Oregon was down to its last chance. The game rested on one more play. My friend and I stood silently, too overcome with anxiety to speak or cheer, we could only watch, our hearts beating out of our chests. I couldn’t imagine the pressure that the players must have been feeling, one play would make or break the entire season for either team.
“We drove the length of the field with whatever it was, a minute and a half or two minutes left,” said Harrington. “I threw Justin (Peelle) a little stick route from the 6-yard line going in. I was expecting to get single coverage on the backside receiver, but they played a cover-two, which dictated that I go to Justin. He ran a great route and got open and I put the ball there. But as he turned, the linebacker clipped his back heel, and Justin stumbled just enough where he didn’t have enough power to get to the goal line. The safety met him at the one. We were walking off the field and I’m thinking, ‘How did that just happen? We just lost the game.’ All that ranting and raving on the sidelines, and we were going to lose.”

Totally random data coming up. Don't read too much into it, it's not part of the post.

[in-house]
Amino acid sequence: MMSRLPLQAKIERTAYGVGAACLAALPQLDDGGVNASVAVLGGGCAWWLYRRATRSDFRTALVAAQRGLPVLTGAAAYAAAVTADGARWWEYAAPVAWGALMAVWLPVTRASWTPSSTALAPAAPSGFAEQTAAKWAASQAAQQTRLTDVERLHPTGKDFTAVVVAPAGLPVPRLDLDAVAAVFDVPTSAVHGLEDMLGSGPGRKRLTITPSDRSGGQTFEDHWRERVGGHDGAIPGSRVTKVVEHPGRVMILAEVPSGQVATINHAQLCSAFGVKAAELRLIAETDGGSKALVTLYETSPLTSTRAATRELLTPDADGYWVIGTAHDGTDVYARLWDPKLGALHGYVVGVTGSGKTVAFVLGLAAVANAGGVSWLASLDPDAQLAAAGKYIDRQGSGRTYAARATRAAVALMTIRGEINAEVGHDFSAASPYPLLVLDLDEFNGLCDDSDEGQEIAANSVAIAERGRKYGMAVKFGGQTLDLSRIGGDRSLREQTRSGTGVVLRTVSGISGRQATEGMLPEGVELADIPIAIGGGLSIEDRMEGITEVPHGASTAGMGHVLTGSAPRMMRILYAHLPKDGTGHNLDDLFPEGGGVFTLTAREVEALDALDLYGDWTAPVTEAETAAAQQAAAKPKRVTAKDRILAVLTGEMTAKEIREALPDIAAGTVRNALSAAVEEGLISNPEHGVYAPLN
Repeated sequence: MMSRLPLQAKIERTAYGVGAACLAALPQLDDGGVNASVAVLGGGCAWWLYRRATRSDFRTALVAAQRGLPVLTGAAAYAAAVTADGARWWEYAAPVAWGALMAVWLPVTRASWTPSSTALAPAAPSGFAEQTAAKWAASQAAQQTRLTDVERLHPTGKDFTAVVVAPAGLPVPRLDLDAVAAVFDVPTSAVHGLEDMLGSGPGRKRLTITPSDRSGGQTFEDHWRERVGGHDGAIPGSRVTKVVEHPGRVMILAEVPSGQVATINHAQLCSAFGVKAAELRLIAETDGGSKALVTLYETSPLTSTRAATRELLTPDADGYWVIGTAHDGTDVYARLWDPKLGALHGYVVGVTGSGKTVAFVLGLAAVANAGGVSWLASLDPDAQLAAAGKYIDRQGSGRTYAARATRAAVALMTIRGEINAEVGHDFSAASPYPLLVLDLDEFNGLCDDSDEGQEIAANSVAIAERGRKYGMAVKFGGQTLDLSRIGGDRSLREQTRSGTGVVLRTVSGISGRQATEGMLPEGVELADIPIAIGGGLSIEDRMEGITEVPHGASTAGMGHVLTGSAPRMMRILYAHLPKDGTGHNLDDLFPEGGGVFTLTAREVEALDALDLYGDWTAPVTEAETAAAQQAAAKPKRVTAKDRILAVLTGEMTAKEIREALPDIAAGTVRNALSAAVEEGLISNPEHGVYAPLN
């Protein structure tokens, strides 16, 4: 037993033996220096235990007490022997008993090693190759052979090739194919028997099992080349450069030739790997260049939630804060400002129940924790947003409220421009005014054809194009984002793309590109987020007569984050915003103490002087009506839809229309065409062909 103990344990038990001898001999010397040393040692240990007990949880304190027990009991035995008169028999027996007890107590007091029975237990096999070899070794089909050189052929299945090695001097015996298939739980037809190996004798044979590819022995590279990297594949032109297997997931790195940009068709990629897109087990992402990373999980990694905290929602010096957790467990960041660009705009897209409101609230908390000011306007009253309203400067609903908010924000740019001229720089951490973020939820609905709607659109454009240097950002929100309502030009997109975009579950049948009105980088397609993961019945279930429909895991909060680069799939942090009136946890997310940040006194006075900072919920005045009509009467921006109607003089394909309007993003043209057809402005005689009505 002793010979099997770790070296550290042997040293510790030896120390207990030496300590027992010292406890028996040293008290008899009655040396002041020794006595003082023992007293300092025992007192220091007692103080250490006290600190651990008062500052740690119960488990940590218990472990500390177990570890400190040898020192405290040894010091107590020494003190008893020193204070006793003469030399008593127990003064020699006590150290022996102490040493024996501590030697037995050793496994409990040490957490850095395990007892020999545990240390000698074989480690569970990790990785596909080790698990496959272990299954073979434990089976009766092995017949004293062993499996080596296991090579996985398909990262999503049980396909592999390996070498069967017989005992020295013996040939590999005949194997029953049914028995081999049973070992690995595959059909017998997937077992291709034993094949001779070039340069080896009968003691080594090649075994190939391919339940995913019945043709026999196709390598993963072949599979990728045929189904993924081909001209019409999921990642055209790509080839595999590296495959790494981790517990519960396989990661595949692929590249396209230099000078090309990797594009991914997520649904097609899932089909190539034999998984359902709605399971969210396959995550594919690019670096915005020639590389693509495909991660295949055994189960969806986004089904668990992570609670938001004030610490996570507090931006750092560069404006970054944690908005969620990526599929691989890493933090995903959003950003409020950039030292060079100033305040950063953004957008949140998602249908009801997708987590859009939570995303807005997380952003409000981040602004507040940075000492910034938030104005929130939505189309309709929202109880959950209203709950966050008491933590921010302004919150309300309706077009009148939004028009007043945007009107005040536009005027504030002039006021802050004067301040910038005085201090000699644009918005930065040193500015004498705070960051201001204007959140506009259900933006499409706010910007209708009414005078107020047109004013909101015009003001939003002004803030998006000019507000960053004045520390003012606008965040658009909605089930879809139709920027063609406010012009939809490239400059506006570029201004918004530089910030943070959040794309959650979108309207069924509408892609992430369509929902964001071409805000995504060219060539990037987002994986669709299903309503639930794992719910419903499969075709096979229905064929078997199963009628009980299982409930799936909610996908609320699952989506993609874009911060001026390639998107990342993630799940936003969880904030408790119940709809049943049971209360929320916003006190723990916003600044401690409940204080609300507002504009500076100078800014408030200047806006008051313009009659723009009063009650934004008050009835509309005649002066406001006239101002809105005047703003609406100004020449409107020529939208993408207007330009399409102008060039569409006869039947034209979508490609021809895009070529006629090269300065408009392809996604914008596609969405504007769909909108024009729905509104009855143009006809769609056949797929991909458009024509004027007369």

“When we got stopped, it was a feeling of frustration,” said Howry. “It was 4th down and all or nothing, Justin was the only one who had the chance to get into the endzone and came up a little short. Everyone was frustrated, we had an opportunity to tie it up and we failed.”
ASU had scored relentlessly and racked up huge yardage all game. Oregon had responded time and again to the ASU onslaught, everyone assumed Captain Comeback would find a way to win, he always did. But the Ducks had failed. For a game that had seen over a thousand yards of offense, the Ducks had come up a foot short. With a minute left in the game, all ASU had to do was run a QB sneak or two and run out the clock.
My friend began pulling on my shirt for us to leave. “C’mon dude, the game’s over!” he said again and again wanting to beat the crowd out of the stadium and get some food down on Mill Ave. He had friends in the student section he wanted to meet up with, but I was stubborn. “I’ve sat through enough Oregon games to know you NEVER leave a Duck game until the clock hits zeroes,” I emphatically responded, refusing to leave.
On the sidelines the Oregon bench looked devastated. They had fought so hard, overcome so much, and had lost by a foot…The Ducks were the team that always came through in the clutch, how could they lose by that little?